The Meat of the Matter
When it comes to creating a healthy meal plan to maintain your cholesterol, you don’t have to omit meat altogether. While some types of meat are high in saturated fat, there are plenty of leaner options. Depending on the type of meat you choose and how you prepare it, you can safely include meat into your diet. Select leaner cuts of meat such as:
- lean beef: chuck, sirloin or loin.
- lean pork cuts: the tenderloin or loin chop
- lamb: cuts from the leg, arm and loin.
- ground beef that’s made of 90 percent or higher lean meat.
- meats labeled “prime” mean they’re higher in fat. Look for meats labeled “choice” or “select.”
How meat is prepared during the cooking process is just as important as the cut of meat. Selecting a lean cut of tenderloin pork and preparing it with a cream-based sauce, or deep-frying it negates the benefits of the lean cut of pork. Adopt these healthier cooking options:
- trim as much visible fat as possible before cooking
- grill, broil, roast, and bake instead of frying
- use a rack to catch fat drippings and juices while cooking
- cook meat-based dishes such as stew a day in advance. Once refrigerated, the fat solidifies and rises to the top allowing you to remove it.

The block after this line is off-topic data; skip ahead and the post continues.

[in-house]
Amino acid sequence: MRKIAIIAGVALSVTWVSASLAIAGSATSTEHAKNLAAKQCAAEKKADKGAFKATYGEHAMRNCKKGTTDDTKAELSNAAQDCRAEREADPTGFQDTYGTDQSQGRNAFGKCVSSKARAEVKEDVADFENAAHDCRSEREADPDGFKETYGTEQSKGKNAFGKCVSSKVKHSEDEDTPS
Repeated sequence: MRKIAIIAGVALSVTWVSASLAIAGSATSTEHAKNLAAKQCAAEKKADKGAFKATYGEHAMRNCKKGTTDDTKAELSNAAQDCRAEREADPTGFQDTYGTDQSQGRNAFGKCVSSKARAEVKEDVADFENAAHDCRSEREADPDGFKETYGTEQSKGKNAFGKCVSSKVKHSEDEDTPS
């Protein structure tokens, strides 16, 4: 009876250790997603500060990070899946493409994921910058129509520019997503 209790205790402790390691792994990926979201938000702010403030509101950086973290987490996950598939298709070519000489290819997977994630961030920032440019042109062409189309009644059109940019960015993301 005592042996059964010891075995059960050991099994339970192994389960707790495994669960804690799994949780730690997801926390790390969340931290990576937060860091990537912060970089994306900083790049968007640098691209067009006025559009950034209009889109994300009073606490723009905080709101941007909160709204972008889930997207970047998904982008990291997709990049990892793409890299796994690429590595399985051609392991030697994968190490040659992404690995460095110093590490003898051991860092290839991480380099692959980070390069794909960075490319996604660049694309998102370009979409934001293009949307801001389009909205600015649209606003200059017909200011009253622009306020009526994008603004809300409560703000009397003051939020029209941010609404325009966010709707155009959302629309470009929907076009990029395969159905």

Consuming dairy products are known to have health benefits, especially when it comes to strengthening bones. Dairy products are high in calcium, potassium, and Vitamin D. Consuming whole-fat dairy products, however, can have an unwanted health effect--high LDL cholesterol levels. Whole-fat dairy products are high in saturated fat and cholesterol and should be replaced with low-fat options. Healthier options include:
- 1 percent milk or skim milk
- low-fat cheeses such as: low fat cottage cheese, part-skim milk mozzarella, or ricotta
- sorbet, sherbet, low-fat or fat-free frozen yogurt, or ice cream
- low-fat yogurt
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- Low-Calorie, Lower Fat Alternative Foods. (n.d.). National Heart, Lung, and Blood Institute. Retrieved December 3, 2013 from http://www.nhlbi.nih.gov/health/public/heart/obesity/lose_wt/lcal_fat.htm
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- Kirkpatrick, K. (2012, August 16). Should I Stop Eating Eggs to Control Cholesterol? (Diet Myth 4). Cleveland Clinic. Retrieved December 3, 2013 from http://health.clevelandclinic.org/2012/08/should-i-stop-eating-eggs-to-control-cholesterol-diet-myth-4/
- Cooking for Lower Cholesterol. (2012, December 12). American Heart Association. Retrieved December 3, 2013 from http://www.heart.org/HEARTORG/Conditions/Cholesterol/PreventionTreatmentofHighCholesterol/Cooking-for-Lower-Cholesterol_UCM_305630_Article.jsp